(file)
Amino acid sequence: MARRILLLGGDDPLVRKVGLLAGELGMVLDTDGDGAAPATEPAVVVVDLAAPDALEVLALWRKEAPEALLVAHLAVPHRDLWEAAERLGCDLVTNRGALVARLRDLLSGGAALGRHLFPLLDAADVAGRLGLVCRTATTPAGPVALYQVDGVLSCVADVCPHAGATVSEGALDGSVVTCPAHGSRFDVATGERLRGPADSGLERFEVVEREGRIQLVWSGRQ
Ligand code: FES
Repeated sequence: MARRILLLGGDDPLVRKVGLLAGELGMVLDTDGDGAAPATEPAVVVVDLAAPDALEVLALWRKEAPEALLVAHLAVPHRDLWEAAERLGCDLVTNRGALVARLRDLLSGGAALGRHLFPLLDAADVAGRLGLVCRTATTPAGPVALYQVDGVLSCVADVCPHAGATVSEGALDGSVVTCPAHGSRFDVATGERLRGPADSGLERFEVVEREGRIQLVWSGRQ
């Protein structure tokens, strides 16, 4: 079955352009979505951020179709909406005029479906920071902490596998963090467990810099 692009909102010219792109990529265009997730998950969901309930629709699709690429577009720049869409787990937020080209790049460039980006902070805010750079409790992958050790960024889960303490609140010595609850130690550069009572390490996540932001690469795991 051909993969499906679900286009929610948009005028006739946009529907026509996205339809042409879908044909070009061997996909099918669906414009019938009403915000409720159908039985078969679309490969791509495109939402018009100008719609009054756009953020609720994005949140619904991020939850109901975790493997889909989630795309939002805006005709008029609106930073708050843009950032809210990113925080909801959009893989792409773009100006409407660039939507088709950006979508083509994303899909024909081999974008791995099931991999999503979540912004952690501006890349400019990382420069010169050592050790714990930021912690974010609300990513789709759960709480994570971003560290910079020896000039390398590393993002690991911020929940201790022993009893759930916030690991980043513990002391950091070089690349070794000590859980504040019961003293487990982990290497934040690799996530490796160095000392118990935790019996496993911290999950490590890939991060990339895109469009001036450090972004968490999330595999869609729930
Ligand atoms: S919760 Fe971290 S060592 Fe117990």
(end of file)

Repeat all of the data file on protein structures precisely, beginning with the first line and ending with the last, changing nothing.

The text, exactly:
Amino acid sequence: MARRILLLGGDDPLVRKVGLLAGELGMVLDTDGDGAAPATEPAVVVVDLAAPDALEVLALWRKEAPEALLVAHLAVPHRDLWEAAERLGCDLVTNRGALVARLRDLLSGGAALGRHLFPLLDAADVAGRLGLVCRTATTPAGPVALYQVDGVLSCVADVCPHAGATVSEGALDGSVVTCPAHGSRFDVATGERLRGPADSGLERFEVVEREGRIQLVWSGRQ
Ligand code: FES
Repeated sequence: MARRILLLGGDDPLVRKVGLLAGELGMVLDTDGDGAAPATEPAVVVVDLAAPDALEVLALWRKEAPEALLVAHLAVPHRDLWEAAERLGCDLVTNRGALVARLRDLLSGGAALGRHLFPLLDAADVAGRLGLVCRTATTPAGPVALYQVDGVLSCVADVCPHAGATVSEGALDGSVVTCPAHGSRFDVATGERLRGPADSGLERFEVVEREGRIQLVWSGRQ
């Protein structure tokens, strides 16, 4: 079955352009979505951020179709909406005029479906920071902490596998963090467990810099 692009909102010219792109990529265009997730998950969901309930629709699709690429577009720049869409787990937020080209790049460039980006902070805010750079409790992958050790960024889960303490609140010595609850130690550069009572390490996540932001690469795991 051909993969499906679900286009929610948009005028006739946009529907026509996205339809042409879908044909070009061997996909099918669906414009019938009403915000409720159908039985078969679309490969791509495109939402018009100008719609009054756009953020609720994005949140619904991020939850109901975790493997889909989630795309939002805006005709008029609106930073708050843009950032809210990113925080909801959009893989792409773009100006409407660039939507088709950006979508083509994303899909024909081999974008791995099931991999999503979540912004952690501006890349400019990382420069010169050592050790714990930021912690974010609300990513789709759960709480994570971003560290910079020896000039390398590393993002690991911020929940201790022993009893759930916030690991980043513990002391950091070089690349070794000590859980504040019961003293487990982990290497934040690799996530490796160095000392118990935790019996496993911290999950490590890939991060990339895109469009001036450090972004968490999330595999869609729930
Ligand atoms: S919760 Fe971290 S060592 Fe117990």